2. Have done (Thankfully with the help of my Father before his death at age 93) his adoption research, but also found his adoptive parents very interesting as well. At his request they not be neglected in my work. Have good information from both families and feel Blessed by both. It can be done, although will say it is maybe harder now than it was in the early 1900s, to find bits of information. When he was born, the adoption was not quite as big a secret as it is now, birth records then though were not even available. Research had to go around and around to so many sources before finding connections for proof.. He never lost touch with his Birth brothers and sister or some of their families..

  3. When my son was about 12 he gave a journal to my mother, then 77, saying “Nana, tell me your story”. She put it away for about 20 years and didn’t start writing until she was about 95. I began to help her write her story and after some interesting ups and downs we published her book about a very interesting lady, Evelyn Marie (Arndt) Skinner (victorian artisan, operatic soprano, Miss PA 1936, entrepreneur, antiques expert & restorer,etc): “Nana, Tell Us Your Story: Memoirs and Musings of a Victorian Artisan in the 21st Century” (www.amazon.com/Nana-tell-your-story-Victorian/dp/1475052111). My son, now 36, has been “hounding” me to write my story. I decided to start further back and have completed family stories about some of my ancestors. I have completed my great grand uncle, James Butler Skinner (blacksmith, inventor, steamer owner), great grandfather, Henry Mead Skinner (Pikes Peak gold prospector, inventor, businessman), grandfather, Roy Henry Skinner (businessman & VP of large grocery company), and am working on my father (professional pipe organist and pianist, school teacher, entrepreneur. My objective is to wrap these and stories about other ancestors in a book on SKINNER descendants of John Skinner, Founder and Original Proprietor of Hartford, CT. And, yes, I might even include MY story if I have time.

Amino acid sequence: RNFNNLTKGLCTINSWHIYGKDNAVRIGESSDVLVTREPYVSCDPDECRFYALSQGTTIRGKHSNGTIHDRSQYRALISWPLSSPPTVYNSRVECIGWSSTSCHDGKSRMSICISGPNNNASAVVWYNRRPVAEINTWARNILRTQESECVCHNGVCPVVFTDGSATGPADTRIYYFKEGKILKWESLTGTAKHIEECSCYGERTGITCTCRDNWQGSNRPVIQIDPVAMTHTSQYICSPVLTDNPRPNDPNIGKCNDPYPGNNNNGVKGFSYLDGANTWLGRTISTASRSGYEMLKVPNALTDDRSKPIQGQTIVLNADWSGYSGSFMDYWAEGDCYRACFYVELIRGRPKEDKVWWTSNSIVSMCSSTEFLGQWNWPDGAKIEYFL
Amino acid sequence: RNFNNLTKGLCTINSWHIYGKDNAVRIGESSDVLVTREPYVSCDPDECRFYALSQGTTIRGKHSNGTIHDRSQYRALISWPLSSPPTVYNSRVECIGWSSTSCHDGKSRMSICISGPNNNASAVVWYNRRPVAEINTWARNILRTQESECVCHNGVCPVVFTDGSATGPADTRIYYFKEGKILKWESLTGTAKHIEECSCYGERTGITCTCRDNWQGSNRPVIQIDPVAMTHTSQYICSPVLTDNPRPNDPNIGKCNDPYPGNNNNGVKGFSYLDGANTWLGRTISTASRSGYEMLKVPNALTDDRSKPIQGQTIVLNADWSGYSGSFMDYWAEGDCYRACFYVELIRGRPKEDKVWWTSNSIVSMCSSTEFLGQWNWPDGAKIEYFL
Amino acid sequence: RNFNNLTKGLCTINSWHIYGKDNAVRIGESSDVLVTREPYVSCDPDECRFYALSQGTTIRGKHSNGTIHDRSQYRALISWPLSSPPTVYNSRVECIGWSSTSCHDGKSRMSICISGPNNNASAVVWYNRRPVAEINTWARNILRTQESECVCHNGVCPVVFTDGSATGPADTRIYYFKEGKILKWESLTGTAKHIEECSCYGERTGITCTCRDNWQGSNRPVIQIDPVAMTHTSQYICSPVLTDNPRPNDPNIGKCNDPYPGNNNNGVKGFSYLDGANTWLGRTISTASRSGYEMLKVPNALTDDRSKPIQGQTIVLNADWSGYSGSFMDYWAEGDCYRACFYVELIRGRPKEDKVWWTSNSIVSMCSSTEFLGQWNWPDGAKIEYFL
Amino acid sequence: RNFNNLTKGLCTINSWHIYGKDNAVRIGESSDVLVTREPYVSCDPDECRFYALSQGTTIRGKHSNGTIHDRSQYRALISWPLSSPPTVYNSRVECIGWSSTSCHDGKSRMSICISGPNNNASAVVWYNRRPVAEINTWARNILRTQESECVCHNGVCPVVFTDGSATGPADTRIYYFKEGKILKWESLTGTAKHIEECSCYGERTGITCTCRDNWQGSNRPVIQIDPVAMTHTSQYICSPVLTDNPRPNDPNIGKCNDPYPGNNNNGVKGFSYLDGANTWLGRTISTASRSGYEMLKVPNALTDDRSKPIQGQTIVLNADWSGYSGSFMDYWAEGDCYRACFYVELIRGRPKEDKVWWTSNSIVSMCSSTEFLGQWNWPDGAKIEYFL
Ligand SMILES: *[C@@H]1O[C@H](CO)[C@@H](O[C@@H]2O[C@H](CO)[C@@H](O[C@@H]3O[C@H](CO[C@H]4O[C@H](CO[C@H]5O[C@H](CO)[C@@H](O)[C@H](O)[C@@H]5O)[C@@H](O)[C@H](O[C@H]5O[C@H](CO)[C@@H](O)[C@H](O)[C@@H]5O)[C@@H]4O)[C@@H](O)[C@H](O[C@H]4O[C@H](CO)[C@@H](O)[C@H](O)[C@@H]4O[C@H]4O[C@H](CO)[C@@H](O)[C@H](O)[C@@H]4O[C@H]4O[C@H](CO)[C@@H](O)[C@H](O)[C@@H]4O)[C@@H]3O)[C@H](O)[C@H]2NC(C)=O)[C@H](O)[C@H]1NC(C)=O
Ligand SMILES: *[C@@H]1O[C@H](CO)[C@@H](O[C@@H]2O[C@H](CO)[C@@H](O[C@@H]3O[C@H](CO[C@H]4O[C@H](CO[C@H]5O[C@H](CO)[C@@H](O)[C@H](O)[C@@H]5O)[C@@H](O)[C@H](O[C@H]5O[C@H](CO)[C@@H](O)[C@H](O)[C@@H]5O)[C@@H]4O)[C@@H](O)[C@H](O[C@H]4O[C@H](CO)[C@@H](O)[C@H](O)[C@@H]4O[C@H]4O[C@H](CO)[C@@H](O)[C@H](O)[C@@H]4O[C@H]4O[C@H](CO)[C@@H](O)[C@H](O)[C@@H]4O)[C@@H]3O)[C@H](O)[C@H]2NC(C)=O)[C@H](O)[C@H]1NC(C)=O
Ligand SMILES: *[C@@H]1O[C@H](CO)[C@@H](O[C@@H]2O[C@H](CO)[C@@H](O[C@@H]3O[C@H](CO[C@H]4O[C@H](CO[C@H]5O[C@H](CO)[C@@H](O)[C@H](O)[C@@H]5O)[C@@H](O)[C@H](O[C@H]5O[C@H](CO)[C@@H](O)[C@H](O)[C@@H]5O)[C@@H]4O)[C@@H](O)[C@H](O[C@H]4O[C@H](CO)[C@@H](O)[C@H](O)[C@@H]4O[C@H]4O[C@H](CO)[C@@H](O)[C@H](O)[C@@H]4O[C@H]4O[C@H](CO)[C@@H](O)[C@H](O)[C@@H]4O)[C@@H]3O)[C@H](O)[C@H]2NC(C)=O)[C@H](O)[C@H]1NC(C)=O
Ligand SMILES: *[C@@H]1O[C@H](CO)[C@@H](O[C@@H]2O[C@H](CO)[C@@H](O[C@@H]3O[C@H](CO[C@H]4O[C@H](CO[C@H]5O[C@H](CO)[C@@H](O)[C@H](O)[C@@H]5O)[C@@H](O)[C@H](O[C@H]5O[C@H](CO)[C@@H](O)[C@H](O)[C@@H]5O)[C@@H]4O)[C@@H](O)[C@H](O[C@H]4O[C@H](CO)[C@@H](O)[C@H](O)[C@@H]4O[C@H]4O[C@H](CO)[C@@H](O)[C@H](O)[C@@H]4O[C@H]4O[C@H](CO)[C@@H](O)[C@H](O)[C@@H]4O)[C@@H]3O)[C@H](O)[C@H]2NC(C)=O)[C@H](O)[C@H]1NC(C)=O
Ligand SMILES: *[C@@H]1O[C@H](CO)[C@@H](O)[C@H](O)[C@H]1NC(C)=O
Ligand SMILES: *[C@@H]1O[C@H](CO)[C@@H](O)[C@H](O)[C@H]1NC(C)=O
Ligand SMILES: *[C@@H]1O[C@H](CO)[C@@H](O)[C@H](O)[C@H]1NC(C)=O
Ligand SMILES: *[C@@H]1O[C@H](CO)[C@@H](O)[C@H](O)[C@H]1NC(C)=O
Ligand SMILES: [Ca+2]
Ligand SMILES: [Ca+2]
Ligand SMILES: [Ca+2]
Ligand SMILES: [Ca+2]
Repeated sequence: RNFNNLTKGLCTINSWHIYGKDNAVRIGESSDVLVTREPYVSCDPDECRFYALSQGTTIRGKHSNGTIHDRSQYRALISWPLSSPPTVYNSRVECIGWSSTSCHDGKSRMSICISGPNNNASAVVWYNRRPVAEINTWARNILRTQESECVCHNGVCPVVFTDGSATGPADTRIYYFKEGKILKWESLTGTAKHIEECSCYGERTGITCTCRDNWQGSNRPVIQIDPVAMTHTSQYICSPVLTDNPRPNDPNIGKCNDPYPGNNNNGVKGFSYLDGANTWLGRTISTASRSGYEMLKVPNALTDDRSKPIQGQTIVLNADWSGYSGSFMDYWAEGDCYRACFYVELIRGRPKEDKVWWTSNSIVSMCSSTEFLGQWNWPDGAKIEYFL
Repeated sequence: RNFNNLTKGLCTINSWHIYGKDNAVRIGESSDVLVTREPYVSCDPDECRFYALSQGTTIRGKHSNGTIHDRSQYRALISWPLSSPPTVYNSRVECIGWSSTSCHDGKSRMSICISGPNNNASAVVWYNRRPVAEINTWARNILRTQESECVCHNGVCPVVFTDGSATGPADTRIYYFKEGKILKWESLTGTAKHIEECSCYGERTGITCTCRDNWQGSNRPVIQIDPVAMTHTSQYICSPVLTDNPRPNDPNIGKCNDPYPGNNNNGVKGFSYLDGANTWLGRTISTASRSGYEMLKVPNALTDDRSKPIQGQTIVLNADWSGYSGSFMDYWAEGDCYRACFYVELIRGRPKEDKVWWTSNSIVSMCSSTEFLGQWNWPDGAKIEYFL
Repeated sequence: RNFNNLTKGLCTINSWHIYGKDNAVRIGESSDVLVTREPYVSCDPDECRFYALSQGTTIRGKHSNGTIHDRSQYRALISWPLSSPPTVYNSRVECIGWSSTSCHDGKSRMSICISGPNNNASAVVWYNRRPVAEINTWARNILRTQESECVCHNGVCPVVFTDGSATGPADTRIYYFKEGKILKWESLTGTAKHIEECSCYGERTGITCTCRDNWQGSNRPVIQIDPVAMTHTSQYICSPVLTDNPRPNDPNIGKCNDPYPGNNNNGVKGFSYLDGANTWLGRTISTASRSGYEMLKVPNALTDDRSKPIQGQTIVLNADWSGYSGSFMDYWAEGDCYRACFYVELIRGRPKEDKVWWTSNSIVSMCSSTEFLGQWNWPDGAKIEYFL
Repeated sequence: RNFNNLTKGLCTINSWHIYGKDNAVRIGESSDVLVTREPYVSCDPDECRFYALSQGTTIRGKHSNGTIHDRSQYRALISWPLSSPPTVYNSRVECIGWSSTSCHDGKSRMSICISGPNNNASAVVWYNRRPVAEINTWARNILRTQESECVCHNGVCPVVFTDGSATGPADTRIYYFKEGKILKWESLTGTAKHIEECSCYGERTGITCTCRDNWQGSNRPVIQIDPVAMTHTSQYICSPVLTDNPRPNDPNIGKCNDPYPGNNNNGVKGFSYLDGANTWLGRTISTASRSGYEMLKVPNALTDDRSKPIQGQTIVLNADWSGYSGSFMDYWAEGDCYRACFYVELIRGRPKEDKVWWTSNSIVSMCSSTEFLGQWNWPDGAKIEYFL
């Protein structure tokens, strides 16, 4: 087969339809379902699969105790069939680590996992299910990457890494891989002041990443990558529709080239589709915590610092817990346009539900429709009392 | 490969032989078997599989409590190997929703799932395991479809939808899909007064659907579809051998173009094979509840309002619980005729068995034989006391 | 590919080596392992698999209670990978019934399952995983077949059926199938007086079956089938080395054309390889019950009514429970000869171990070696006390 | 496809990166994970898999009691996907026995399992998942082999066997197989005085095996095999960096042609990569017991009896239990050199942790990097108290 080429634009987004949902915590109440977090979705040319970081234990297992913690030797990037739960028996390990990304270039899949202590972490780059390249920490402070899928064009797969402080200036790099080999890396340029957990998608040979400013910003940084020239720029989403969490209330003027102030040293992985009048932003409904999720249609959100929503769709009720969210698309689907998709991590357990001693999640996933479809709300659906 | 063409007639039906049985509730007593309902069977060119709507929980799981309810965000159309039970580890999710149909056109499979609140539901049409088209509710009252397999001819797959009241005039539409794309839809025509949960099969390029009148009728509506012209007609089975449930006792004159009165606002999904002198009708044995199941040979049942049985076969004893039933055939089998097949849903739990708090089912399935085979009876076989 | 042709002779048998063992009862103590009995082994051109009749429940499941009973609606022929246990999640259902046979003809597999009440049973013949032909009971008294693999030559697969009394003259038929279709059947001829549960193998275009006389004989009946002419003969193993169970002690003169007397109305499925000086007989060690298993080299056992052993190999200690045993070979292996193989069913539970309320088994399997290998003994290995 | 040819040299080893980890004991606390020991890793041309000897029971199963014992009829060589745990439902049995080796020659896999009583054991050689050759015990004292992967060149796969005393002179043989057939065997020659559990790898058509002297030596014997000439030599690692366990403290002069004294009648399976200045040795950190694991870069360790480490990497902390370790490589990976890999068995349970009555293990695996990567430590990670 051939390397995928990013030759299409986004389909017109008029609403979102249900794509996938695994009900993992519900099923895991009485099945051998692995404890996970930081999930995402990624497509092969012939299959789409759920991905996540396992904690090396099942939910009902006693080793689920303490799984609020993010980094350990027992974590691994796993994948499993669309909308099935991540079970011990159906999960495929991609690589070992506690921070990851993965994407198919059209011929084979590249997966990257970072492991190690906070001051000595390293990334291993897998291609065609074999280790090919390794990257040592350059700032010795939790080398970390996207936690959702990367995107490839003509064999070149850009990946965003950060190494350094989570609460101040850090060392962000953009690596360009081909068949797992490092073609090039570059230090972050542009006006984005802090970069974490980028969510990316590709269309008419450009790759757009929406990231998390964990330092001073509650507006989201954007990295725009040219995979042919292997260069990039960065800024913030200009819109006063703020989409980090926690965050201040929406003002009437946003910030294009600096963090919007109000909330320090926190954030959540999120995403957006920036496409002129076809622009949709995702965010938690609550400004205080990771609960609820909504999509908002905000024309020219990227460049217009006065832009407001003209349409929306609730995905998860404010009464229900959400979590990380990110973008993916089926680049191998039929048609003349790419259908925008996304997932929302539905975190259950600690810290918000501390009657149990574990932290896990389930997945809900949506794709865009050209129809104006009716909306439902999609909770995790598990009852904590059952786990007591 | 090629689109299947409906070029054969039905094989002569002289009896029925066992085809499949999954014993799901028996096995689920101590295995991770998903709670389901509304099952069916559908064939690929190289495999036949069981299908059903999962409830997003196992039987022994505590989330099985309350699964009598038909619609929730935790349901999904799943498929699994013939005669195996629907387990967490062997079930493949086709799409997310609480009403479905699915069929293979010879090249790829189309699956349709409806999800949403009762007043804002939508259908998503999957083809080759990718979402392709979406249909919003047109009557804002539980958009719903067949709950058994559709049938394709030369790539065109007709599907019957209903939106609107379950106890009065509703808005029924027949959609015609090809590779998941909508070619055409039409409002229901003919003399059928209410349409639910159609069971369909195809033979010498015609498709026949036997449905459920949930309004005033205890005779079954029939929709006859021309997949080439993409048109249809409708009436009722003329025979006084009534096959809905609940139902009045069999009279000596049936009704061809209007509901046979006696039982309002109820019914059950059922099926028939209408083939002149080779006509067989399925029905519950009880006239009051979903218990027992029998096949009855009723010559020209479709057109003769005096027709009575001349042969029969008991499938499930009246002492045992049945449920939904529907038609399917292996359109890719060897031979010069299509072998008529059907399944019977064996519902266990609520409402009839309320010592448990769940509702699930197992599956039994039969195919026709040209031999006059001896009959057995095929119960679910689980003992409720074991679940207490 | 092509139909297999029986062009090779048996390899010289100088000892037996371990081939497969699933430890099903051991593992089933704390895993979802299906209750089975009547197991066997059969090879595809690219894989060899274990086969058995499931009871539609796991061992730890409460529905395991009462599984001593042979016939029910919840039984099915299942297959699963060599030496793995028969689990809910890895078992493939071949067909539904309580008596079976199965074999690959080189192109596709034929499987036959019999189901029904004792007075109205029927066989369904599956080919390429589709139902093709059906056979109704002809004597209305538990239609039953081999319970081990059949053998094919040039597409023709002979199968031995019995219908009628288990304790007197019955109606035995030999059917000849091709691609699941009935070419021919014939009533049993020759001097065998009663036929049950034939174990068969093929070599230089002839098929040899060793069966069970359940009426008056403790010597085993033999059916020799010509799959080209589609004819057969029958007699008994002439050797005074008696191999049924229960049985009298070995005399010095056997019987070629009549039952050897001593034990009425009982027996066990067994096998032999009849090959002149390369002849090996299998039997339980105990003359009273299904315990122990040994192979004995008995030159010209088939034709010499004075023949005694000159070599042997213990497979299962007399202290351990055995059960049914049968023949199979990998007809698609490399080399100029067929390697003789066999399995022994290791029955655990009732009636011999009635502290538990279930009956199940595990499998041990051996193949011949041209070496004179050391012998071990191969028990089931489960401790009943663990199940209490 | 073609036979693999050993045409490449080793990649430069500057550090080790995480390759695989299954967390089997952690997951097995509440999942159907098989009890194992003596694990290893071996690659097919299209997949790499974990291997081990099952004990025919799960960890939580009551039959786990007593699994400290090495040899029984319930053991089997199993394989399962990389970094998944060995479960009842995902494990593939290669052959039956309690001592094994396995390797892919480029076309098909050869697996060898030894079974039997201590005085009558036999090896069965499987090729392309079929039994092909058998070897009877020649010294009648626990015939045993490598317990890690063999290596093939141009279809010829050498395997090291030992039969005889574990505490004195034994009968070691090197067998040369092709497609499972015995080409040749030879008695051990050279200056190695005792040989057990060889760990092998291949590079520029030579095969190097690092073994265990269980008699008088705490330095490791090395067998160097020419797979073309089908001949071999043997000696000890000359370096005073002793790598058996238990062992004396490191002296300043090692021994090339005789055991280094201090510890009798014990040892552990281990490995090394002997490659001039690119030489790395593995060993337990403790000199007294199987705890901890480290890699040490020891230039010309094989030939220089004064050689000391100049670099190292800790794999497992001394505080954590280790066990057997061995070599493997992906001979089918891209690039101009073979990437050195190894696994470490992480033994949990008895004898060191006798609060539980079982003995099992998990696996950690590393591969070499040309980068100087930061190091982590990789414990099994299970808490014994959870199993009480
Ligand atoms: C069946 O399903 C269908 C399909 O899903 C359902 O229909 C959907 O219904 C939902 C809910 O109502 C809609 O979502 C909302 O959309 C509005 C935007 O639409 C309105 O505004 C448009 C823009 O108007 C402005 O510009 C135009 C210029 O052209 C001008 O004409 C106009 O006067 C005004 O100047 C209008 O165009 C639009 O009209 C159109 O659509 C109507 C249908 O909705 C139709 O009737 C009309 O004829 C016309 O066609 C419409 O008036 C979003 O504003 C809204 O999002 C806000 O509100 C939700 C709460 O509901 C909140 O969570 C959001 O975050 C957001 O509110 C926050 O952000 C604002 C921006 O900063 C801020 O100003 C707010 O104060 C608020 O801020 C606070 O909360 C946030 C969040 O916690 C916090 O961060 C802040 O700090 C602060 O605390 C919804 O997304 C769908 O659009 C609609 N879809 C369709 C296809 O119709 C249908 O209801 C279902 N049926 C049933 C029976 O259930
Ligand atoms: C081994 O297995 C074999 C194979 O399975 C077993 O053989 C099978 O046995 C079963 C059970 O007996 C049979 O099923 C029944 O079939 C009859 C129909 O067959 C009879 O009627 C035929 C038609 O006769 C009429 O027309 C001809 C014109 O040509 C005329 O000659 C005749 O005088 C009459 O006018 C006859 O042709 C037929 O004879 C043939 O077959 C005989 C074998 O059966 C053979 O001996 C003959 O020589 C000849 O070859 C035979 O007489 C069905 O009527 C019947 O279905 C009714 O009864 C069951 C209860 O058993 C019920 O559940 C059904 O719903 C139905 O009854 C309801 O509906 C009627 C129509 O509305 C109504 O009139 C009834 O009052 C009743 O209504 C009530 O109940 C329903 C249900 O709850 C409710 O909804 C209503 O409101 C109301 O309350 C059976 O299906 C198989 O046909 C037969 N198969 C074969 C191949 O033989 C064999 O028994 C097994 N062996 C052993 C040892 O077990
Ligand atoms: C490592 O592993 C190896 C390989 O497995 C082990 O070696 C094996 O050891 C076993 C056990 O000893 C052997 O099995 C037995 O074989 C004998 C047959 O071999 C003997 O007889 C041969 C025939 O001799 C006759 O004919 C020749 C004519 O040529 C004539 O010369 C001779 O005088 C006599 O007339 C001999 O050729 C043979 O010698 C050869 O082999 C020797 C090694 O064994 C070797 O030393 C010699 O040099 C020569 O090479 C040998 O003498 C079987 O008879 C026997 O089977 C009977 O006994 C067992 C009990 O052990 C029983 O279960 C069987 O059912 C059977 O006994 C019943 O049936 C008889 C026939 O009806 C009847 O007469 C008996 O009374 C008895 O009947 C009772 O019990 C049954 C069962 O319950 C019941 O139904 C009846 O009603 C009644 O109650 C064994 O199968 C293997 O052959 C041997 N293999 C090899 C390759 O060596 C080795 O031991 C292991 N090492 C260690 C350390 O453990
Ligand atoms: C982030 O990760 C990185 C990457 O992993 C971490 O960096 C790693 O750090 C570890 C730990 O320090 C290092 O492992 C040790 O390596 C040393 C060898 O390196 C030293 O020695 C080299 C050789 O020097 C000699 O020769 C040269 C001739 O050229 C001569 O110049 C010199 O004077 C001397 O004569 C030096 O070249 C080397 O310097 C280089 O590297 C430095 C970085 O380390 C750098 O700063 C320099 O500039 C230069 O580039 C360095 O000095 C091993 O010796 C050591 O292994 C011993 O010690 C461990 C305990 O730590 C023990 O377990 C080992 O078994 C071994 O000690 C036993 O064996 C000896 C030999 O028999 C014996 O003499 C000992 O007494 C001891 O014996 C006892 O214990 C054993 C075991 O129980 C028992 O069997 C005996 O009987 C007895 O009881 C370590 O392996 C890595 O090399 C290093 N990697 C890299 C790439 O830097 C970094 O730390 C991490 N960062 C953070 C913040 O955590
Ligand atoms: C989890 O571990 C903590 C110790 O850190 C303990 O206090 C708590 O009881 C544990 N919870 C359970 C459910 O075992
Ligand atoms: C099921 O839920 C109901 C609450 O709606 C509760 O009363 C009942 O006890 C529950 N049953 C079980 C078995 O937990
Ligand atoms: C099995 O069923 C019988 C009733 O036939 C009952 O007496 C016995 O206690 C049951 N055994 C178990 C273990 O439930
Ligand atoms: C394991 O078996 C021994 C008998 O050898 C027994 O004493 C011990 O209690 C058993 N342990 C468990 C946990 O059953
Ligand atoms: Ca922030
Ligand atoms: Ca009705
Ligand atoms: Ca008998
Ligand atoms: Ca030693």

4. One of my favorite stories about my parents was a result of asking my dad when he first became aware of my mother. They were both at St. Elizabeth’s Hospital in Washington, D.C., she as a young psychiatric nurse and he as a resident. But, residents there did general medicine as well, so he was in surgery when he first noticed her. “When she out an instrument in your hand, you knew it was there,” he said. “I looked over and there were those beautiful blue eyes over the mask, and that was it.”

    Another story was of my father’s grandfather, a country doctor in Missouri. His first wife died,leaving him with four little children. When his second wife, a much younger woman, served the first Sunday night dinner, a platter of scrambled eggs, evidently old Dr. Prosser’s comment was “Eggs?? Eggs for supper?? I never heard of such a thing.” “And you never will again!” she said, and threw them out the window.